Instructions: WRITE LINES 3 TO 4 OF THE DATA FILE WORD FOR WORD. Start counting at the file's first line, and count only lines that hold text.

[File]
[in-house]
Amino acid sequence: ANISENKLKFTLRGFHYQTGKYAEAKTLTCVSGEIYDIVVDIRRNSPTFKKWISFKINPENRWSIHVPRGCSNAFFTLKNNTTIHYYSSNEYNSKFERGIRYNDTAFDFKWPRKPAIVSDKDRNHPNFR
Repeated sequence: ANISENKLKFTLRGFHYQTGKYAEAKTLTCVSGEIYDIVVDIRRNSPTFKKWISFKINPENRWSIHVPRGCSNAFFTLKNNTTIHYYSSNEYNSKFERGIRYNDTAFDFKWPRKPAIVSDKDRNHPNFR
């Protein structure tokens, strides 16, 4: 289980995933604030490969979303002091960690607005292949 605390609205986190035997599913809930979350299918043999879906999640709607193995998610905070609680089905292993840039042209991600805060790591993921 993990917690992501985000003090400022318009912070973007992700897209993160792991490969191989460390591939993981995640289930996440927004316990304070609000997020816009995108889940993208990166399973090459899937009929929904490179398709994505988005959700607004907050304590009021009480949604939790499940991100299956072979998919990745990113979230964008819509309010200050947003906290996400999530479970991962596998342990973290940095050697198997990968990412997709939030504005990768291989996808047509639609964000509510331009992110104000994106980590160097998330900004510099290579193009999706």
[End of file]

Repeated sequence: ANISENKLKFTLRGFHYQTGKYAEAKTLTCVSGEIYDIVVDIRRNSPTFKKWISFKINPENRWSIHVPRGCSNAFFTLKNNTTIHYYSSNEYNSKFERGIRYNDTAFDFKWPRKPAIVSDKDRNHPNFR
């Protein structure tokens, strides 16, 4: 289980995933604030490969979303002091960690607005292949 605390609205986190035997599913809930979350299918043999879906999640709607193995998610905070609680089905292993840039042209991600805060790591993921 993990917690992501985000003090400022318009912070973007992700897209993160792991490969191989460390591939993981995640289930996440927004316990304070609000997020816009995108889940993208990166399973090459899937009929929904490179398709994505988005959700607004907050304590009021009480949604939790499940991100299956072979998919990745990113979230964008819509309010200050947003906290996400999530479970991962596998342990973290940095050697198997990968990412997709939030504005990768291989996808047509639609964000509510331009992110104000994106980590160097998330900004510099290579193009999706």